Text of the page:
HSP woman turned me onto a study that Mind, an organization in the UK has published. Mind has done a great amount of work in disseminating information about psychiatric drug withdrawal and continues with this important study. This is a PDF file so since I know not everyone has access to PDF files I’ve cut and pasted the introduction and summary below. See the PDF on their site for the details of the study.
An initial disclaimer made by the researchers themselves:
In the end, we received 248 forms. Although we did not have the amount of choice we had hoped for, we still ended up with a reasonably balanced group. We chose it to ensure that about half had succeeded in coming off a drug. We can make no particular claim about how typical the experiences of this group were compared with those of all people who have tried to come off psychiatric drugs….
…We wanted to find out if people had different experiences, depending on what drugs they tried to come off. When making these comparisons, we only considered people who tried to come off one drug and were on no other psychiatric drug at the time.
Hence this study lacks information for people like me who are coming off multiple drugs. Also since people were not all following careful protocols it can not be ultimately determined how many people would be successful if everyone followed a protocol as strict as mine, for example. Also the final study group was actually quite small comprising only:
• 64 people on SSRI antidepressants
• 21 people on neuroleptics
• 12 people on mood stabilisers.
Nonetheless this is an important beginning. Psychiatric drug withdrawal must be studied and knowledge about withdrawal is sorely lacking in the mental health system–to the point of being virtually non-existent. I hope other people follow suit and not only interview random people who have tried to come of drugs both successfully and not, but also study what makes people successful and how people maintain meaningful lives after withdrawal.
Now the intro and summary to the study:
Mind’s research into people’s experiences of adverse effects of taking psychiatric drugs* highlighted the lack of information and support for people wanting to stop taking medication. The research for Coping with coming off set out to find out what happens when people do try to come off psychiatric drugs: the effects of withdrawal and what helps people to succeed.
The most common reasons given for wanting to come off drugs were disliking the adverse effects of taking them and not wanting to be on them long-term.
Doctors and patients
The research highlighted significant difficulties between doctors and their patients:
• Doctors were unable to predict who could come off their psychiatric drugs successfully. People who came off their drugs against their doctor’s advice were as likely to succeed as those whose doctors agreed they should come off.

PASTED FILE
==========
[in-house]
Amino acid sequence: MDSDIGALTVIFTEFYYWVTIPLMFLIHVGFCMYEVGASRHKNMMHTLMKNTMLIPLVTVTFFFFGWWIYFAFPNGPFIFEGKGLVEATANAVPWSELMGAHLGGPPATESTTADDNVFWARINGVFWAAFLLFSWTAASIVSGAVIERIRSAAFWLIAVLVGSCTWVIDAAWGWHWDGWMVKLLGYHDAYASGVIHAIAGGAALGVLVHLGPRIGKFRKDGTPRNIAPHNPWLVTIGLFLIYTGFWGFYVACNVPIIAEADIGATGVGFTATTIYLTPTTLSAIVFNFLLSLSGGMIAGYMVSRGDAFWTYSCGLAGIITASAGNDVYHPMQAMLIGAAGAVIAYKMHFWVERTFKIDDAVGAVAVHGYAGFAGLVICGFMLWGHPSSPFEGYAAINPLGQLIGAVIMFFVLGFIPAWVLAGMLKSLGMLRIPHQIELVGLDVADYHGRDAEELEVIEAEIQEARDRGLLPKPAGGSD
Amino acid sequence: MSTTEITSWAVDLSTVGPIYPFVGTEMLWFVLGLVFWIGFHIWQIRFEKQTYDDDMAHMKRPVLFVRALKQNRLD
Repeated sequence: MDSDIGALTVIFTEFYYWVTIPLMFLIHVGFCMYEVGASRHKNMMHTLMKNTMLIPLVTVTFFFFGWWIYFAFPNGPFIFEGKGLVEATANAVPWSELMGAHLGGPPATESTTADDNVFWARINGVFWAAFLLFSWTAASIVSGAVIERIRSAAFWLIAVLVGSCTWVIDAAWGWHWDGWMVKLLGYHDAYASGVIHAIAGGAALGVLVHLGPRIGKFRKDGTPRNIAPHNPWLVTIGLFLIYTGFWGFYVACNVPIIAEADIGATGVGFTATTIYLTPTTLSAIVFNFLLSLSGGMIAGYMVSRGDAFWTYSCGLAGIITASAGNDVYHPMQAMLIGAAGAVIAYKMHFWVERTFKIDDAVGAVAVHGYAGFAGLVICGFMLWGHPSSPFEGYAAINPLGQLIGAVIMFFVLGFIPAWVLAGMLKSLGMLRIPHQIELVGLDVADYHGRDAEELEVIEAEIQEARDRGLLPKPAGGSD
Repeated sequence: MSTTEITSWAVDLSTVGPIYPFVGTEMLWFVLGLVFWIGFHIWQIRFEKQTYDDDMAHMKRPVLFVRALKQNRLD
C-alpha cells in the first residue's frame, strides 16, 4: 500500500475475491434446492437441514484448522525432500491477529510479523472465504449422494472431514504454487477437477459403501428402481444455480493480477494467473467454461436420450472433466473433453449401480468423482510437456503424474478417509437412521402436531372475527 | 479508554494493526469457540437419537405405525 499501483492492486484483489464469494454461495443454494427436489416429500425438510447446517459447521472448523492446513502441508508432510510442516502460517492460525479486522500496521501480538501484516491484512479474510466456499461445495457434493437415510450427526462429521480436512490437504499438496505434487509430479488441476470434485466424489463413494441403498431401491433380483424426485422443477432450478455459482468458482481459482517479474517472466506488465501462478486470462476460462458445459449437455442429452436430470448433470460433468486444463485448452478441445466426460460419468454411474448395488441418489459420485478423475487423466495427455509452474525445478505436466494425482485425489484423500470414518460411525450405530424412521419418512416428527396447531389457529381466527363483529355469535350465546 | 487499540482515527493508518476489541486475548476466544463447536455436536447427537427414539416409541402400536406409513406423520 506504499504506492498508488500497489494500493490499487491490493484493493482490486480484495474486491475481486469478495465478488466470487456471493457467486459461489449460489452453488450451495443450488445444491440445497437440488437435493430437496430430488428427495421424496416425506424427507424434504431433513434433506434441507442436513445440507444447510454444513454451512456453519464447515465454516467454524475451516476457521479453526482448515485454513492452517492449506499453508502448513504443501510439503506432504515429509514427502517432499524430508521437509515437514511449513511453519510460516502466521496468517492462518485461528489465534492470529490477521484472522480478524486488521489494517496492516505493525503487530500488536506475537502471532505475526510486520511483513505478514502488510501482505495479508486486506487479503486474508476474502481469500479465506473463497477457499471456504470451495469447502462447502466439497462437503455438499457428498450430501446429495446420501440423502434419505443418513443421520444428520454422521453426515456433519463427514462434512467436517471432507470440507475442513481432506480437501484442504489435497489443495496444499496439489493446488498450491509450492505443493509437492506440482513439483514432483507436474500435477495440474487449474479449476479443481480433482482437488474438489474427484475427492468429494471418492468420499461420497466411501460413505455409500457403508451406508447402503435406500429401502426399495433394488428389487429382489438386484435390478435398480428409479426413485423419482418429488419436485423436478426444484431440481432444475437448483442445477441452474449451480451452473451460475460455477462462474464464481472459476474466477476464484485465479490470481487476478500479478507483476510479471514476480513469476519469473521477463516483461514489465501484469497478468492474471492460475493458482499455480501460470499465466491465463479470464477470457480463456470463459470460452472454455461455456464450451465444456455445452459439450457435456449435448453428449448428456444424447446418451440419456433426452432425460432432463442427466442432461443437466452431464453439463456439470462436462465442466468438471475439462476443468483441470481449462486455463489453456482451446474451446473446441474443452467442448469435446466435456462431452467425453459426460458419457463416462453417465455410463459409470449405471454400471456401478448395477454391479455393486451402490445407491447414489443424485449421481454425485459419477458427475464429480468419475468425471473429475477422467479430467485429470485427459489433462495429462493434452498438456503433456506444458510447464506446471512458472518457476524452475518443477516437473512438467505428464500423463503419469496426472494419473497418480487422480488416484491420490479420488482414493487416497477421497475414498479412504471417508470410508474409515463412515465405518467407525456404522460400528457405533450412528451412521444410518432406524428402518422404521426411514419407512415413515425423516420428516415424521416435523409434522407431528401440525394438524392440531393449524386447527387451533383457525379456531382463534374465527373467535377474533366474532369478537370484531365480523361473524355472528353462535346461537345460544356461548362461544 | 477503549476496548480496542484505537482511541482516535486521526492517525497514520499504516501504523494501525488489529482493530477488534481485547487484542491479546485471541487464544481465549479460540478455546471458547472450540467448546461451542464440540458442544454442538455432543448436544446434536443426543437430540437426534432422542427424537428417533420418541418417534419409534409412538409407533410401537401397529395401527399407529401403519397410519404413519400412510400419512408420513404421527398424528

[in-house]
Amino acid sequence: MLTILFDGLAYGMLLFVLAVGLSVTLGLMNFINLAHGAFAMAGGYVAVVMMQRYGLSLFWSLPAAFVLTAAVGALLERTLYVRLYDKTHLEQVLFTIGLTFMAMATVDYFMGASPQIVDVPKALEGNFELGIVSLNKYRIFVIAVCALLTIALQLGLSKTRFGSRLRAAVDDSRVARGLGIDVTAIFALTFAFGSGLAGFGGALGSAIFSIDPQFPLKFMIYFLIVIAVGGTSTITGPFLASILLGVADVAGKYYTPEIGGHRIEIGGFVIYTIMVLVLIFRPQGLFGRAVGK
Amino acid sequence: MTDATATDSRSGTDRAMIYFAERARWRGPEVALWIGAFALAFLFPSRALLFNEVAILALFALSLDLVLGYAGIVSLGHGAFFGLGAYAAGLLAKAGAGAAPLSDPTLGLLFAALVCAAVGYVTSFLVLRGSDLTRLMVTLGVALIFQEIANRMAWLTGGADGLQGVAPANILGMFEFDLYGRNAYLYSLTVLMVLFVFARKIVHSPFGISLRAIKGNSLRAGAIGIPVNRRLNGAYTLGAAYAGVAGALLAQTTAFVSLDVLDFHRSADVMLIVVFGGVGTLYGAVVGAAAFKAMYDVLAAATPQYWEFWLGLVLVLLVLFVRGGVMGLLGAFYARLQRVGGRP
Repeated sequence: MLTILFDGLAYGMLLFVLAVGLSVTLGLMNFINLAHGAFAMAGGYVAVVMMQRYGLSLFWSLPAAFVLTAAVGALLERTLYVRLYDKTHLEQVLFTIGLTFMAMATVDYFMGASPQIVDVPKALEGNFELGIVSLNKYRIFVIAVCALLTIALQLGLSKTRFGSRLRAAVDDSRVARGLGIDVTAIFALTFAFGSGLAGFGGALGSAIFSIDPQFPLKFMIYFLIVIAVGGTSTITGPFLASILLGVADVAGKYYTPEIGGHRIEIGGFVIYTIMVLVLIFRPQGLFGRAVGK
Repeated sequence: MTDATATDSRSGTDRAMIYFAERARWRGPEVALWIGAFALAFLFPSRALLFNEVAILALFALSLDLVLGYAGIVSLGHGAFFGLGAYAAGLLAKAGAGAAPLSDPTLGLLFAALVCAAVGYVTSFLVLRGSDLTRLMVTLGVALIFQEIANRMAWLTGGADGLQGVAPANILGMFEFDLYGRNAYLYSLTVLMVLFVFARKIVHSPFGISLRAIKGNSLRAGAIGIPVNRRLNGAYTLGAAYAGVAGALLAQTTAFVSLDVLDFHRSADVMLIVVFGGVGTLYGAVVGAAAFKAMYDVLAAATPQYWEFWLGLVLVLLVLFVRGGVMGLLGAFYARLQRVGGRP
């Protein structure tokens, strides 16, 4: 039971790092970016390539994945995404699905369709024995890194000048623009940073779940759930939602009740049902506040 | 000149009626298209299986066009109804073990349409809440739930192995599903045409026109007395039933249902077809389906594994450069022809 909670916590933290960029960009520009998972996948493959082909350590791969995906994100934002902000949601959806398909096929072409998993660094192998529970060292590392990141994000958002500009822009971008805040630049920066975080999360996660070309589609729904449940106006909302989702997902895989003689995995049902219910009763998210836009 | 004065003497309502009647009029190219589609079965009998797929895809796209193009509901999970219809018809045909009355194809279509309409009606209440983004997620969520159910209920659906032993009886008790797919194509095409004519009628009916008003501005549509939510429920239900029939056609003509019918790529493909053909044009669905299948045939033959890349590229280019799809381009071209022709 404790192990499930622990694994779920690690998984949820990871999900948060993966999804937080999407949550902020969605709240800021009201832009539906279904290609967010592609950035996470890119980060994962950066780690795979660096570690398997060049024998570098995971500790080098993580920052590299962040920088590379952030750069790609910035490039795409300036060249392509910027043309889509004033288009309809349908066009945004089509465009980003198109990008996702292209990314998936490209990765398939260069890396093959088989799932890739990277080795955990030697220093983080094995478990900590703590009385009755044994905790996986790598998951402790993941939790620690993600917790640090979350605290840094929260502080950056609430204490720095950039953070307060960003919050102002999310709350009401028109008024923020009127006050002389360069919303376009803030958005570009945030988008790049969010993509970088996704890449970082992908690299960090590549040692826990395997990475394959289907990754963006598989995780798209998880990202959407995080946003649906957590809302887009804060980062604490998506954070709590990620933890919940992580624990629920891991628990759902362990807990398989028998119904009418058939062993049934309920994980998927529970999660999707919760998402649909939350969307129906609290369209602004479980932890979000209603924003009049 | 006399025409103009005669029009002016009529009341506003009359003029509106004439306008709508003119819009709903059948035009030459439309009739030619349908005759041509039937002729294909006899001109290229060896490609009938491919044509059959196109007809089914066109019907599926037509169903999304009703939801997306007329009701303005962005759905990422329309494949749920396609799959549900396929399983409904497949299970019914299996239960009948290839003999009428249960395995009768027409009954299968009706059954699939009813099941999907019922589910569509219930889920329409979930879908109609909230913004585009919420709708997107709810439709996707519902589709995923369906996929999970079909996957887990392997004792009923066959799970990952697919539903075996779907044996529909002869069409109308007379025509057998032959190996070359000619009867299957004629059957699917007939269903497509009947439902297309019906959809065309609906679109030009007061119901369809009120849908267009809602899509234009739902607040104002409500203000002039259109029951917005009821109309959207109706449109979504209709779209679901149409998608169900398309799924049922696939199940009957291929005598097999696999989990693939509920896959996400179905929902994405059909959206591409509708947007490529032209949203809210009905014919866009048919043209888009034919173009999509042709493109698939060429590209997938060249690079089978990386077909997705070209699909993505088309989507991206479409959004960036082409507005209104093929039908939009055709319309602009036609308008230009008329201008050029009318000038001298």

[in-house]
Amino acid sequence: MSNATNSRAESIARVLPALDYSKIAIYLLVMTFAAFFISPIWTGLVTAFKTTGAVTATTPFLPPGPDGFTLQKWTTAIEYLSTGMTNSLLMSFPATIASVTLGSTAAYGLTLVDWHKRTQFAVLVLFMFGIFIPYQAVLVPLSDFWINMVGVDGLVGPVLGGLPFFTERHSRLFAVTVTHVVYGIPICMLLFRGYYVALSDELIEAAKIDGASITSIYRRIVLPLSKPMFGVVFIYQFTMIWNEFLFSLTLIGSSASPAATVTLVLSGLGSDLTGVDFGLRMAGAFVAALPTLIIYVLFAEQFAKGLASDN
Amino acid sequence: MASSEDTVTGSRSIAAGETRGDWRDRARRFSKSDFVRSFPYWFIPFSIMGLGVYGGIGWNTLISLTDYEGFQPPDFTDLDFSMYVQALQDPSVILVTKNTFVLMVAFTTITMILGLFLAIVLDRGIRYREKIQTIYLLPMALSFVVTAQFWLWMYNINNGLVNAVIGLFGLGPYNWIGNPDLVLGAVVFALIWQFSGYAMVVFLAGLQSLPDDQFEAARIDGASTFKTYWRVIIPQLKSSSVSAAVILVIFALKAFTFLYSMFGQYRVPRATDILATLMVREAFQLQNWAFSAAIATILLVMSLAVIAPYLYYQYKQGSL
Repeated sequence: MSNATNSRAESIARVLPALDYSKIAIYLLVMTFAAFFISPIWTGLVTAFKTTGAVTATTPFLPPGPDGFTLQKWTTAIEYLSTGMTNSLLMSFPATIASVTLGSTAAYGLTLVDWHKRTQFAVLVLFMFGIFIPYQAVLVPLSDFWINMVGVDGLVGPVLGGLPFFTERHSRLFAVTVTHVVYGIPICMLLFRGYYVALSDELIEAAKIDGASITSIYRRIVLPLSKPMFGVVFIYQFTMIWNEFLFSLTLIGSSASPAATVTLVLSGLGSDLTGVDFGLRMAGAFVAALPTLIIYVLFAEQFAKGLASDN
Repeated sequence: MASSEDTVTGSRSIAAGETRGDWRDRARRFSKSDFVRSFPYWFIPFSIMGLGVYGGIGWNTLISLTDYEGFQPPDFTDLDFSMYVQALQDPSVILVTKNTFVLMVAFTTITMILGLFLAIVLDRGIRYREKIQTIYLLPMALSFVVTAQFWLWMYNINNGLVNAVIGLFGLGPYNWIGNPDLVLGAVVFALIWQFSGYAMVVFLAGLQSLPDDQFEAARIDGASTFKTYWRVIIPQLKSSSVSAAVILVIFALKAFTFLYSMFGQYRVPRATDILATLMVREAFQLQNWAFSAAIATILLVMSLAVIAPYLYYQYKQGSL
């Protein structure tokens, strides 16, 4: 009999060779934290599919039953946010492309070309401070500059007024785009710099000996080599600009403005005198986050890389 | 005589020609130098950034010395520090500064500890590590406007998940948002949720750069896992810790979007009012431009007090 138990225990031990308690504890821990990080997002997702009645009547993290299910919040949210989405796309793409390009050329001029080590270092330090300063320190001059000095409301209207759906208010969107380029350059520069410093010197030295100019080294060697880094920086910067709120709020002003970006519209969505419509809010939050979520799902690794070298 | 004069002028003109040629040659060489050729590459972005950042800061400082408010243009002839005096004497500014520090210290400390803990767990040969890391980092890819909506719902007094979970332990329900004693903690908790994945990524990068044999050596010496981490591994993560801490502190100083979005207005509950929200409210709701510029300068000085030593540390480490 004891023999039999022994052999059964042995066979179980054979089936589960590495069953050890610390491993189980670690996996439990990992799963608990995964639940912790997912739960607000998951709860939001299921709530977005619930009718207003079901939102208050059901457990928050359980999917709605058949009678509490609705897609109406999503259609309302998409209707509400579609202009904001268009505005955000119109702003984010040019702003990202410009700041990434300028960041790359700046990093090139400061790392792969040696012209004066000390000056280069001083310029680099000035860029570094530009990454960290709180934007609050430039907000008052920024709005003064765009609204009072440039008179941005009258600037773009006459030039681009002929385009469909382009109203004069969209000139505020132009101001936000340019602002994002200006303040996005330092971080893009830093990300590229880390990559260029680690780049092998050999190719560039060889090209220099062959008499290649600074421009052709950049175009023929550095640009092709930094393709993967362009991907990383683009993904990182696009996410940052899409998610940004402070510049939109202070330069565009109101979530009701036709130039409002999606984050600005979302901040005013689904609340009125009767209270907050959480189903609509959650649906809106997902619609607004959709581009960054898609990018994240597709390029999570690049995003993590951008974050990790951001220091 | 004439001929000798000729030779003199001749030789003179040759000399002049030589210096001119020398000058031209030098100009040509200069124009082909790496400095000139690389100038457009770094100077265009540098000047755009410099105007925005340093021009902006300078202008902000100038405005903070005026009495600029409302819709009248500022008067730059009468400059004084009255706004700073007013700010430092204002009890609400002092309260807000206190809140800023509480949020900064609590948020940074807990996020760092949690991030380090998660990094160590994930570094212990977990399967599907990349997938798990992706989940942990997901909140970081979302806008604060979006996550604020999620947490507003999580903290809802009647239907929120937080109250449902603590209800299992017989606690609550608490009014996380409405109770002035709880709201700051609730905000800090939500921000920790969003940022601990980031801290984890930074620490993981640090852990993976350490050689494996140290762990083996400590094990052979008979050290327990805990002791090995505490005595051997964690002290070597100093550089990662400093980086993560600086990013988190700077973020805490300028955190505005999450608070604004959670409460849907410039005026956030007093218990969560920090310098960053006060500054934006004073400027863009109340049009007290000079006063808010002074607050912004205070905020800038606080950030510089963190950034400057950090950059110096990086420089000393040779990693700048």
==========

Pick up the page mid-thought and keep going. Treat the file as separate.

• People on mood stabilisers or neuroleptics were particularly likely to come off against their doctor’s advice or without telling their doctor. About two thirds of people on mood stabilisers and neuroleptics tried coming off
against the advice of their doctor or without telling them.
• Where doctors were involved, they were the least likely to be found helpful of any group of people. About half the people who sought or received help from a doctor found them helpful. In contrast, around nine out of ten
people who sought help or support from a counsellor or psychotherapist found them helpful, with other service users being found similarly helpful.
Of the people we interviewed, over half experienced difficulties in coming off their drugs. The most common difficulties were anxiety,difficulty sleeping and depression. Those coming off SSRIs were more likely to have difficulty coming off than people on mood stabilisers or neuroleptics.
The biggest factor in influencing success in coming off was length of time on the drug. Four out of five people who had been on the drug less than six months succeeded, compared with under half who had been on it more than five years.
When people who succeeded in coming off their medication were asked about the benefits, they most often said: better mental ability, feeling more alive, having taken back power and control, no longer experiencing the adverse effects, and feeling good about managing without the drugs.
• All people who prescribe psychiatric drugs to have training in how to support people who take them.
• More funding for services to support people through coming off psychiatric drugs.
• Learning from best practice in mental health and substance misuse organisations.
• Commissioning of user-led projects offering independent information, advice and mutual support for people on psychiatric drugs.
• Dialogue between all interest groups concerned with taking or prescribing neuroleptics and mood stabilisers.
• Further research into people’s experiences of trying to come off neuroleptics and mood stabilisers.
This research has highlighted themes that are familiar in many debates about mental health services. They include:
• service users wanting to be listened to and treated with respect
• alternatives to psychiatric drugs
• access to information
• value of peer support
• lack of credibility when you have a diagnosis
• control and coercion
• conflicting views about mental health and distress.